For the Dilma campaign, it is important to make her a representative of change. A challenging but not impossible task for a party that has enjoyed 12 consecutive years in federal government. One important battle of ideas will be between different conceptions of change. The Workers Party needs to convince voters that their 12 years in government signify a process of transformation and a right-wing victory would get Brazilians back to business as usual.
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PS. Right-wing Momentum of São Paulo and A Lula Counter-Factual
In the mosaic of Brazilian federal elections, the local and state contexts play an important role. The most important of them all is São Paulo. I speculated a couple of years ago that if Lula really wanted to help his party in this election, he should run for the governor of São Paulo. Even if the Workers’ Party has won the city government of São Paulo many times, it has never gained the state governorship of the most influential region of Brazil. With Lula this would have been possible.
The right-wing governor Geraldo Alckmin was just reelected with a clear victory in São Paulo. There was also a relatively high number of absent and null votes. The Workers’ Party had a confused campaign strategy, partially reflecting the complicated alliance structure of Brazilian politics, and did not even clearly support its own candidate (who finally did better than the opinion polls had indicated) in the race for the governorship. A side effect of this was that Aécio Neves also got a significant boost for his presidential prospects from the voters of São Paulo.
Of course, it might have seemed strange for an ex head of state like Lula to settle for a mere governor position. In Brazil, this would in any case not be as strange as somewhere else. Right now, as I write this, results are coming in from the senatorial race of the Alagoas state, where ex-President Fernando Collor (PTB) has secured a seat in the Senate, winning over the ex presidential candidate of the radical left Heloísa Helena (PSOL). Yes, I know, there is a difference in the legacy of the two. Collor was impeached while Lula completed two terms as probably the most popular president of all times in Brazil.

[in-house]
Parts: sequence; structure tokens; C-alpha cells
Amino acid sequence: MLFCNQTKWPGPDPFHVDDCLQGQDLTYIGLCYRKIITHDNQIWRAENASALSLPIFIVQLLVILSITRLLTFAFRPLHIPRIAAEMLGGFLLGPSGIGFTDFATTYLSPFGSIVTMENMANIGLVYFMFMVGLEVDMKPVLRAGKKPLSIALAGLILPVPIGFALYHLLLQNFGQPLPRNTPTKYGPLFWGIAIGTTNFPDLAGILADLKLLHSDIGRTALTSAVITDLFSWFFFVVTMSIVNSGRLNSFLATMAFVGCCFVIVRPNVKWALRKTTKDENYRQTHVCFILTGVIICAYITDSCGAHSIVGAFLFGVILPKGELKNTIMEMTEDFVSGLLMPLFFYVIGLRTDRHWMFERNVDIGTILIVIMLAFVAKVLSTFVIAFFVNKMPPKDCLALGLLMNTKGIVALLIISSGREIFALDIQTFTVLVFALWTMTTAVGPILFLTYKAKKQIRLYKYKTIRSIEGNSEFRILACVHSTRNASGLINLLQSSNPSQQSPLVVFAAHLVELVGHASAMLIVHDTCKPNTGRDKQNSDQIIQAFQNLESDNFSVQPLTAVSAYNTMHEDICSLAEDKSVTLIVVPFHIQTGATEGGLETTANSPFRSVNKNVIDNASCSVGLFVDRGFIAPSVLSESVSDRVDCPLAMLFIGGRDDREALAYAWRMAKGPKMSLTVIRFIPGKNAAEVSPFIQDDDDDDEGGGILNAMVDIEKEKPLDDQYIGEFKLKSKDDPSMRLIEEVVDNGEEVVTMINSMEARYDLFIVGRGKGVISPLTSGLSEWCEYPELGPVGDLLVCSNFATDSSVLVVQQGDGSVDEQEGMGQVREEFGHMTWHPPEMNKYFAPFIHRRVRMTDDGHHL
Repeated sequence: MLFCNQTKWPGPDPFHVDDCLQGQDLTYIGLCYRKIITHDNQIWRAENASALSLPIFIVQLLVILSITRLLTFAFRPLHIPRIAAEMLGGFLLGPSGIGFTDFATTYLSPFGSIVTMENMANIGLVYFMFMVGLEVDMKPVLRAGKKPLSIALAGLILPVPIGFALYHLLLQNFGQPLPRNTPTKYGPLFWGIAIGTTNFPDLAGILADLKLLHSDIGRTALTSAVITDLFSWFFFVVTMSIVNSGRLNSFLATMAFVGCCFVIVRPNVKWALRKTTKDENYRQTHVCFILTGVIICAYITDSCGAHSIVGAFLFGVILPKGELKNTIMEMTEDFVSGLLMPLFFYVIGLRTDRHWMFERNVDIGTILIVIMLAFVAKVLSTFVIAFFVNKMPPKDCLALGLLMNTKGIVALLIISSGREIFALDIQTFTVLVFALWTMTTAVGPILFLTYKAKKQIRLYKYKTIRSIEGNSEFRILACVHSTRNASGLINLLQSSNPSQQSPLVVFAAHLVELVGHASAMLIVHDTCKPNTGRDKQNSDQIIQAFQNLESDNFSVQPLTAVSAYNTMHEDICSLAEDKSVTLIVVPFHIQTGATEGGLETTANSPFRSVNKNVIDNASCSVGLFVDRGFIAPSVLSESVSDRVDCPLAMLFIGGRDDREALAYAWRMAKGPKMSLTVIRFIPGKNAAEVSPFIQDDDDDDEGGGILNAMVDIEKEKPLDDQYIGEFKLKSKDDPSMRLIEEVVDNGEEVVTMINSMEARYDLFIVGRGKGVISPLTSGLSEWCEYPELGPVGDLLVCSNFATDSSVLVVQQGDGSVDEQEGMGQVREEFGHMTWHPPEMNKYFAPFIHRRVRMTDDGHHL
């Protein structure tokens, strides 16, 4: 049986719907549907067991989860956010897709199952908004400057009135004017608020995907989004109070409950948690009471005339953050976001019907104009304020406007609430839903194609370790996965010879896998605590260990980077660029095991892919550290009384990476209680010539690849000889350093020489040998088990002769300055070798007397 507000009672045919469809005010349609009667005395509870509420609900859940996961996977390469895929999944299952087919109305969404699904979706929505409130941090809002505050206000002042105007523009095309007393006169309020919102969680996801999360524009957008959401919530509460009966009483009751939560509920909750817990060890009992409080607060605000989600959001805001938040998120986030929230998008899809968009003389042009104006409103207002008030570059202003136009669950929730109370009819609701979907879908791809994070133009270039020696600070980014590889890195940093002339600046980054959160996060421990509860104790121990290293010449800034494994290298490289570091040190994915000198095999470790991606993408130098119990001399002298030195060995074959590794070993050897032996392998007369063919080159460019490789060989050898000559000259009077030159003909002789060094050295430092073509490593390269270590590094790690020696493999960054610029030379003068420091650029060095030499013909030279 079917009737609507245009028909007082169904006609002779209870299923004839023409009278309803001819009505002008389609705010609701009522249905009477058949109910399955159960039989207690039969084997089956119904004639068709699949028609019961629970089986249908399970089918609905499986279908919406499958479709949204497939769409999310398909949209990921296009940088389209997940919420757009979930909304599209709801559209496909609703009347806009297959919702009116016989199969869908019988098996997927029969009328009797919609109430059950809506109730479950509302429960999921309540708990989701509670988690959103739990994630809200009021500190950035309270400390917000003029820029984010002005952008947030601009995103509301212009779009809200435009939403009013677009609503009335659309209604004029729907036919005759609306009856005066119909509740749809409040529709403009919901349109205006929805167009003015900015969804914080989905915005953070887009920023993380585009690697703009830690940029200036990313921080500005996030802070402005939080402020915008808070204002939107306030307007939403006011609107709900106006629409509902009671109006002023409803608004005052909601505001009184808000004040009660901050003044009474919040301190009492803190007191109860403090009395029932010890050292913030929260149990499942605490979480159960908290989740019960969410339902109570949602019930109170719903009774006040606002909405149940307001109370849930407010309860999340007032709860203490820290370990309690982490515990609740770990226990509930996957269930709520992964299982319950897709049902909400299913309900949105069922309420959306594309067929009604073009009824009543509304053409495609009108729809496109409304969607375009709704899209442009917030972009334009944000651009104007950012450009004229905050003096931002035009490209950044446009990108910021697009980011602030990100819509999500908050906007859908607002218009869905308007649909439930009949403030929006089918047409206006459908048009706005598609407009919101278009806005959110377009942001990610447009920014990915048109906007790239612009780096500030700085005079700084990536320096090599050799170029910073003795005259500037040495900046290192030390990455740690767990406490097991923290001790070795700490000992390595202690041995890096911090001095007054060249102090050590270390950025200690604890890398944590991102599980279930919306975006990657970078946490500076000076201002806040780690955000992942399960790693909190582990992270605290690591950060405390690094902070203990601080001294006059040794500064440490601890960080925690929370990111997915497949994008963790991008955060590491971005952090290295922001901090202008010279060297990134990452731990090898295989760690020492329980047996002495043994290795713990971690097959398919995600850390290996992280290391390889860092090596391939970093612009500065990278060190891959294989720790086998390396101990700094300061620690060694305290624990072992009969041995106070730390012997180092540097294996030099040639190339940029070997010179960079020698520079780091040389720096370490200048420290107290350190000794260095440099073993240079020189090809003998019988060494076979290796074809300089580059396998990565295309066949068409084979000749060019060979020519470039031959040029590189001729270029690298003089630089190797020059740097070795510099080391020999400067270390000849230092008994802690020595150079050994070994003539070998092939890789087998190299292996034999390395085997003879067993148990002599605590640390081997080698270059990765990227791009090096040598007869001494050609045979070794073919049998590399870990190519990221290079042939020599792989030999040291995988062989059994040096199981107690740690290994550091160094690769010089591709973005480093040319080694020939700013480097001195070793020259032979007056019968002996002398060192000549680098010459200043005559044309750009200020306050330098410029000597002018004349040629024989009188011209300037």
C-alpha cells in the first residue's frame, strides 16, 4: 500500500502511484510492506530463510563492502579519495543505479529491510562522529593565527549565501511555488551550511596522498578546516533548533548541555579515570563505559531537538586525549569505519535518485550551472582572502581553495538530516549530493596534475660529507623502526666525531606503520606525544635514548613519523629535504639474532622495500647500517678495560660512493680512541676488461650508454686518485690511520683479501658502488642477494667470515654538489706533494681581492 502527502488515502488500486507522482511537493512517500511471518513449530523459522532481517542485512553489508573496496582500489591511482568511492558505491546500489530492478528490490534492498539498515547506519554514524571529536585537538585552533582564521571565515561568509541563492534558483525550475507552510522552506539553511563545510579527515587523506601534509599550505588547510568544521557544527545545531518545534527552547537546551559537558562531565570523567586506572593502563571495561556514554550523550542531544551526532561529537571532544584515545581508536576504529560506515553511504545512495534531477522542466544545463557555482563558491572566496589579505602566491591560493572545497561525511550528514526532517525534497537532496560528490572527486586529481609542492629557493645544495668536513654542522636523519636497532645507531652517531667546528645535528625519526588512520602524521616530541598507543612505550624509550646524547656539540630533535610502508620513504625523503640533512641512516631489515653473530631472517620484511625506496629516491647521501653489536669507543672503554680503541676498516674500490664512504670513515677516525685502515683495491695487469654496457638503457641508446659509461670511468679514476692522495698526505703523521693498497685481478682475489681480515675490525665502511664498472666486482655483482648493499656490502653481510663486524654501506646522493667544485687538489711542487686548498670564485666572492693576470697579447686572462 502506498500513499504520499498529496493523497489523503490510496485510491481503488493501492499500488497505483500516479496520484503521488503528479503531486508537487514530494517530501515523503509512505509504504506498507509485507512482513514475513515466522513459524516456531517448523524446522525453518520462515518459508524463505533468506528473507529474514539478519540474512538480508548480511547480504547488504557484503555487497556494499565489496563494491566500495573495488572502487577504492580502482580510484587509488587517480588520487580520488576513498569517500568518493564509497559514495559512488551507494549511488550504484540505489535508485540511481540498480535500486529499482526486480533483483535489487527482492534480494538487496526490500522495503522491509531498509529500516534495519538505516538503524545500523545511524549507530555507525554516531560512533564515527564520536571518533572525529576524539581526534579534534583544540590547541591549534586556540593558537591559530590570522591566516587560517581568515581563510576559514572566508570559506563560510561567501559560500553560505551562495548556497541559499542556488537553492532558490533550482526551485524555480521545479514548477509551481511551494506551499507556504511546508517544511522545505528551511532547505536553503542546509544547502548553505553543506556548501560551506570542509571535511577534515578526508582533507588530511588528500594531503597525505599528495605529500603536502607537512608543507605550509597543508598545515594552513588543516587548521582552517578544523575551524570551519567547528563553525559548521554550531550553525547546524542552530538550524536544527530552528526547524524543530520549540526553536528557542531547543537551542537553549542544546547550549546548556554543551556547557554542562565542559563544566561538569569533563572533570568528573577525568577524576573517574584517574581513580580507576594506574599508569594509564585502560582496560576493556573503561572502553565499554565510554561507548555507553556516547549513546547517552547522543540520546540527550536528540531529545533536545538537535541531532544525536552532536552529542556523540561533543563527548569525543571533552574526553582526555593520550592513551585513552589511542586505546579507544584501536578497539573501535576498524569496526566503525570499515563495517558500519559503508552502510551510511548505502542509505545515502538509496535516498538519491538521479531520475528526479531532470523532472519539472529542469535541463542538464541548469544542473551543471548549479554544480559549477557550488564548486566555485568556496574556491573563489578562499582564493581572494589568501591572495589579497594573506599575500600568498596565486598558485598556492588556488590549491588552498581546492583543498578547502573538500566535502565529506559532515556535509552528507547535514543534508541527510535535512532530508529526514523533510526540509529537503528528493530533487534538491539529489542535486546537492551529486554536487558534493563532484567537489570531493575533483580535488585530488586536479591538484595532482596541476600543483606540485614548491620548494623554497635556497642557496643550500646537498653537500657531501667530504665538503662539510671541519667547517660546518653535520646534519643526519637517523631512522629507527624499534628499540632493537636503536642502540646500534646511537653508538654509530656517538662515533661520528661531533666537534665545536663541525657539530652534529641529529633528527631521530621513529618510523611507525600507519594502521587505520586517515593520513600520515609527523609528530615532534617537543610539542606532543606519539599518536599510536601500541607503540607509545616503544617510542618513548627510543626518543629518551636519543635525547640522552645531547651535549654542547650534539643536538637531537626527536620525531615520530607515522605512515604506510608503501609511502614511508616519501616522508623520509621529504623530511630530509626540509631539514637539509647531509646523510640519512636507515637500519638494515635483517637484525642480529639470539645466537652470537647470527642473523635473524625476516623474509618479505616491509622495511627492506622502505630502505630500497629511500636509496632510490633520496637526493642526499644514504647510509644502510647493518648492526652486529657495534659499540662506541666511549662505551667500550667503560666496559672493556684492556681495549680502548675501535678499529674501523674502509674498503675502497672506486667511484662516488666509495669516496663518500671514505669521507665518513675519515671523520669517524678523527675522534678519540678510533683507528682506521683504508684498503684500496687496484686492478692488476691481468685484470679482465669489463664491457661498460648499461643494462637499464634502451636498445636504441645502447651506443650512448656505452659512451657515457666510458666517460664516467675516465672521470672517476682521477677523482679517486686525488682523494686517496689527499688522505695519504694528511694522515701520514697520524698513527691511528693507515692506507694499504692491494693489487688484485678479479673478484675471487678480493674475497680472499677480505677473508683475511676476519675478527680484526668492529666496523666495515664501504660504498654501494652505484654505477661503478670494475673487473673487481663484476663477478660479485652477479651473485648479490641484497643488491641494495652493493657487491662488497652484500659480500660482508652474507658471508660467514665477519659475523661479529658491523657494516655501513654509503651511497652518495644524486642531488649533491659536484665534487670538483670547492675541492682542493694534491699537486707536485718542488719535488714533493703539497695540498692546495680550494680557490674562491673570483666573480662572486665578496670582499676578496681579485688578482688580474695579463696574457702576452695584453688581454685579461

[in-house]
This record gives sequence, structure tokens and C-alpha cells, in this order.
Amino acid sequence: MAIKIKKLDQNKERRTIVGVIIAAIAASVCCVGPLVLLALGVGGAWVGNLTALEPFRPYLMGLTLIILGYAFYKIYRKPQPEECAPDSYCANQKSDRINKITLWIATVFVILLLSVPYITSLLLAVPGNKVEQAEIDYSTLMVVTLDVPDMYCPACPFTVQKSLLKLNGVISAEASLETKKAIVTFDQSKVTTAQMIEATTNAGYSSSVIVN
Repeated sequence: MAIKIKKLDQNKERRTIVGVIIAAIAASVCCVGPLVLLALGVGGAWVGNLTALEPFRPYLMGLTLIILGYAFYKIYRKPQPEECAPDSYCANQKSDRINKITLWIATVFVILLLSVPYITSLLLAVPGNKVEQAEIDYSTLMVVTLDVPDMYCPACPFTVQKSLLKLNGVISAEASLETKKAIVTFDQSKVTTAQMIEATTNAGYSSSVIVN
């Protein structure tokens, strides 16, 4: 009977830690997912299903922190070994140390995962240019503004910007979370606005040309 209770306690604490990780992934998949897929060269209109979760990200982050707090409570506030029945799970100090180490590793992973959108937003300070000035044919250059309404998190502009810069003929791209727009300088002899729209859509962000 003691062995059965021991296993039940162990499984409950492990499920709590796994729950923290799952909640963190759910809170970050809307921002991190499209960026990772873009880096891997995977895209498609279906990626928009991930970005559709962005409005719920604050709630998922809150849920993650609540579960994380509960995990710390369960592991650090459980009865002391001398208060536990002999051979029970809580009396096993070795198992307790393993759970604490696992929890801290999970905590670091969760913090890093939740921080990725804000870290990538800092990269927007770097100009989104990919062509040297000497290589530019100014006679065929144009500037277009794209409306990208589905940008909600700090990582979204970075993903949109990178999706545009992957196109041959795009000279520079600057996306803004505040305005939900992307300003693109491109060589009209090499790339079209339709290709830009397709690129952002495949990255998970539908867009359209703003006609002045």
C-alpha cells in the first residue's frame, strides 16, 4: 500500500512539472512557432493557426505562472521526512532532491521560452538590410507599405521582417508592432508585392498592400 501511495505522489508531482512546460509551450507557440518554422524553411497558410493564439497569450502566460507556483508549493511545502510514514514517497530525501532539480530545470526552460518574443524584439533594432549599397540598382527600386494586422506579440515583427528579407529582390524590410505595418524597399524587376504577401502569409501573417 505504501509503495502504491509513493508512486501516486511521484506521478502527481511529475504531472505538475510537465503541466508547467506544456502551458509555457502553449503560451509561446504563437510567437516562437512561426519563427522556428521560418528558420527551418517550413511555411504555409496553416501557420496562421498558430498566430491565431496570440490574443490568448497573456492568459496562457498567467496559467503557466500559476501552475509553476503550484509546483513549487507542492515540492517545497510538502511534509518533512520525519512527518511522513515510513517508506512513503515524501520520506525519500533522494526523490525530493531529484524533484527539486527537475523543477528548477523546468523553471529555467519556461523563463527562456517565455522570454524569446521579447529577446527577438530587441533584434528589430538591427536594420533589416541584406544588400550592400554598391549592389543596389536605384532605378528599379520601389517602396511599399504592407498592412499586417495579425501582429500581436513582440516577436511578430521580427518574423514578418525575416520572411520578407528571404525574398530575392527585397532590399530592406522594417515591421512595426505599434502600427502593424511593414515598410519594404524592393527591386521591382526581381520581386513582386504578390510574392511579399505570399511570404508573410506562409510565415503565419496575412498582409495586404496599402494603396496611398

As Lula is clearly keeping his personal option open for the 2018 presidential campaign, speculation on the São Paulo ticket may seem at odds with reality. As an exercise in counterfactual history, however, we could speculate on how the electoral situation would look today. The Workers Party would probably have conquered São Paulo state with Lula for the first time and Dilma would probably have already secured her reelection.
I have previously argued that Dilma’s reelection prospects would not be radically shattered by Marina Silva’s appearance in the race. Even if the situation vis-à-vis Aécio Neves is now wide open, the most possible scenario on my radar is still a Dilma victory. It can, of course, be embarrassing for a social scientist to speculate on future scenarios when they coincide with the personal preferences of the speculator. In any case, the Workers’ Party is likely to be weakened if the first prognosis of the congress results holds. According to the provisional results, the party would lose many seats though it is still likely to remain the biggest party of the country.
Teivo Teivainen is Professor of World Politics at the Collegium for Advanced Studies at the University of Helsinki and Visiting Professor at the State University of Rio de Janeiro.
Phone: +358-50-3505120. E-mail: firstname.lastname@example.org. Twitter @teivoteivainen.